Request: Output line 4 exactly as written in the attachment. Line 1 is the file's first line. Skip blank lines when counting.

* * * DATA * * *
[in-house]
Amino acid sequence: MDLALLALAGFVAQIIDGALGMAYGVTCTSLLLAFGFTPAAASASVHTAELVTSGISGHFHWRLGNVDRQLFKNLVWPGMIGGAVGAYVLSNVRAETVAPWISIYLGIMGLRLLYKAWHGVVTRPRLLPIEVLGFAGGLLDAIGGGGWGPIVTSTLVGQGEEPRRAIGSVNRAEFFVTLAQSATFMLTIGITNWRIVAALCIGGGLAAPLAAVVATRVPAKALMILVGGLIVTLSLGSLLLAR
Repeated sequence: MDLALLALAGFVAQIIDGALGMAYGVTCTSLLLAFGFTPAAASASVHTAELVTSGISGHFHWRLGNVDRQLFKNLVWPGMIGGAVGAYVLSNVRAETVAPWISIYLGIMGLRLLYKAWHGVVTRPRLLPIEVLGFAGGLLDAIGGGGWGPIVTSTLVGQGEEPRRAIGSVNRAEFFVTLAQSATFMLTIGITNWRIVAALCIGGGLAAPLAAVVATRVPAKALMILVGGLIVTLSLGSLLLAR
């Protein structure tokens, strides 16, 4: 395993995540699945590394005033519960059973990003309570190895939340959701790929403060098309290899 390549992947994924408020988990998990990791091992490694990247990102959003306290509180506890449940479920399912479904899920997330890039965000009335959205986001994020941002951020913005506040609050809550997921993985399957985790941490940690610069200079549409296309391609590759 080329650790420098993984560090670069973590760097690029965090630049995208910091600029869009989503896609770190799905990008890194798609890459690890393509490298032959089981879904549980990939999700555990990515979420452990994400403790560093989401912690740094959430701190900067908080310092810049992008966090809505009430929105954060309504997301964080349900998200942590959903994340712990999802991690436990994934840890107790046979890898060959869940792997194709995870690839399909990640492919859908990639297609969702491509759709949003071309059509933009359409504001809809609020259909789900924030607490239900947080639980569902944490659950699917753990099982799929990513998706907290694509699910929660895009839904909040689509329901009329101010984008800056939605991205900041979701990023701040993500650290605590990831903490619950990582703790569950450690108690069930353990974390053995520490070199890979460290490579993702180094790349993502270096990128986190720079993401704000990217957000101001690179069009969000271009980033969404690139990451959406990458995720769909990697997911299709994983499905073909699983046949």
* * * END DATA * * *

């Protein structure tokens, strides 16, 4: 395993995540699945590394005033519960059973990003309570190895939340959701790929403060098309290899 390549992947994924408020988990998990990791091992490694990247990102959003306290509180506890449940479920399912479904899920997330890039965000009335959205986001994020941002951020913005506040609050809550997921993985399957985790941490940690610069200079549409296309391609590759 080329650790420098993984560090670069973590760097690029965090630049995208910091600029869009989503896609770190799905990008890194798609890459690890393509490298032959089981879904549980990939999700555990990515979420452990994400403790560093989401912690740094959430701190900067908080310092810049992008966090809505009430929105954060309504997301964080349900998200942590959903994340712990999802991690436990994934840890107790046979890898060959869940792997194709995870690839399909990640492919859908990639297609969702491509759709949003071309059509933009359409504001809809609020259909789900924030607490239900947080639980569902944490659950699917753990099982799929990513998706907290694509699910929660895009839904909040689509329901009329101010984008800056939605991205900041979701990023701040993500650290605590990831903490619950990582703790569950450690108690069930353990974390053995520490070199890979460290490579993702180094790349993502270096990128986190720079993401704000990217957000101001690179069009969000271009980033969404690139990451959406990458995720769909990697997911299709994983499905073909699983046949």